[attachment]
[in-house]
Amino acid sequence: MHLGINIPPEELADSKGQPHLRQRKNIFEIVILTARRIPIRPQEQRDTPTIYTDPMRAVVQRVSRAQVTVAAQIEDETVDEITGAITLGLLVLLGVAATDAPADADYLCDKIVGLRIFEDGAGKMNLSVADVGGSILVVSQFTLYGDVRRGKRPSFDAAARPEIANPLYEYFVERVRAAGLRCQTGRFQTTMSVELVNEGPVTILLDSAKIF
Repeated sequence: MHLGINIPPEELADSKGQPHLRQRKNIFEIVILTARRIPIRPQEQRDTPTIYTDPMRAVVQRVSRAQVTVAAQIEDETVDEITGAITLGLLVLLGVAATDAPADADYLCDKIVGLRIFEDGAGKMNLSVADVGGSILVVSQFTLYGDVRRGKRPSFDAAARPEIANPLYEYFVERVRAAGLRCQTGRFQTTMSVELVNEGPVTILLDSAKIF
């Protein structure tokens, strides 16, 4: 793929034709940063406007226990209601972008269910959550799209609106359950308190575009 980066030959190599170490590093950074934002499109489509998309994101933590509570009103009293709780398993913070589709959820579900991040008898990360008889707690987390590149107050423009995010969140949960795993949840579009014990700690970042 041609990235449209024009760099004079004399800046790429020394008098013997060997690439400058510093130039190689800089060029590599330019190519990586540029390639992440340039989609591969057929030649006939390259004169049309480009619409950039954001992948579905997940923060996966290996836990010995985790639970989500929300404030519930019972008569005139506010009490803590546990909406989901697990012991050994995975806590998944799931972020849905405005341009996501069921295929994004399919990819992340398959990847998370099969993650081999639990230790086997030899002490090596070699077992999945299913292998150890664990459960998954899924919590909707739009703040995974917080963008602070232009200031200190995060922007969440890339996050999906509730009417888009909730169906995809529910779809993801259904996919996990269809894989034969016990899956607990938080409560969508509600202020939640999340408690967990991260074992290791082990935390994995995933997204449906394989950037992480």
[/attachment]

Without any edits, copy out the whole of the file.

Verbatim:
[in-house]
Amino acid sequence: MHLGINIPPEELADSKGQPHLRQRKNIFEIVILTARRIPIRPQEQRDTPTIYTDPMRAVVQRVSRAQVTVAAQIEDETVDEITGAITLGLLVLLGVAATDAPADADYLCDKIVGLRIFEDGAGKMNLSVADVGGSILVVSQFTLYGDVRRGKRPSFDAAARPEIANPLYEYFVERVRAAGLRCQTGRFQTTMSVELVNEGPVTILLDSAKIF
Repeated sequence: MHLGINIPPEELADSKGQPHLRQRKNIFEIVILTARRIPIRPQEQRDTPTIYTDPMRAVVQRVSRAQVTVAAQIEDETVDEITGAITLGLLVLLGVAATDAPADADYLCDKIVGLRIFEDGAGKMNLSVADVGGSILVVSQFTLYGDVRRGKRPSFDAAARPEIANPLYEYFVERVRAAGLRCQTGRFQTTMSVELVNEGPVTILLDSAKIF
């Protein structure tokens, strides 16, 4: 793929034709940063406007226990209601972008269910959550799209609106359950308190575009 980066030959190599170490590093950074934002499109489509998309994101933590509570009103009293709780398993913070589709959820579900991040008898990360008889707690987390590149107050423009995010969140949960795993949840579009014990700690970042 041609990235449209024009760099004079004399800046790429020394008098013997060997690439400058510093130039190689800089060029590599330019190519990586540029390639992440340039989609591969057929030649006939390259004169049309480009619409950039954001992948579905997940923060996966290996836990010995985790639970989500929300404030519930019972008569005139506010009490803590546990909406989901697990012991050994995975806590998944799931972020849905405005341009996501069921295929994004399919990819992340398959990847998370099969993650081999639990230790086997030899002490090596070699077992999945299913292998150890664990459960998954899924919590909707739009703040995974917080963008602070232009200031200190995060922007969440890339996050999906509730009417888009909730169906995809529910779809993801259904996919996990269809894989034969016990899956607990938080409560969508509600202020939640999340408690967990991260074992290791082990935390994995995933997204449906394989950037992480």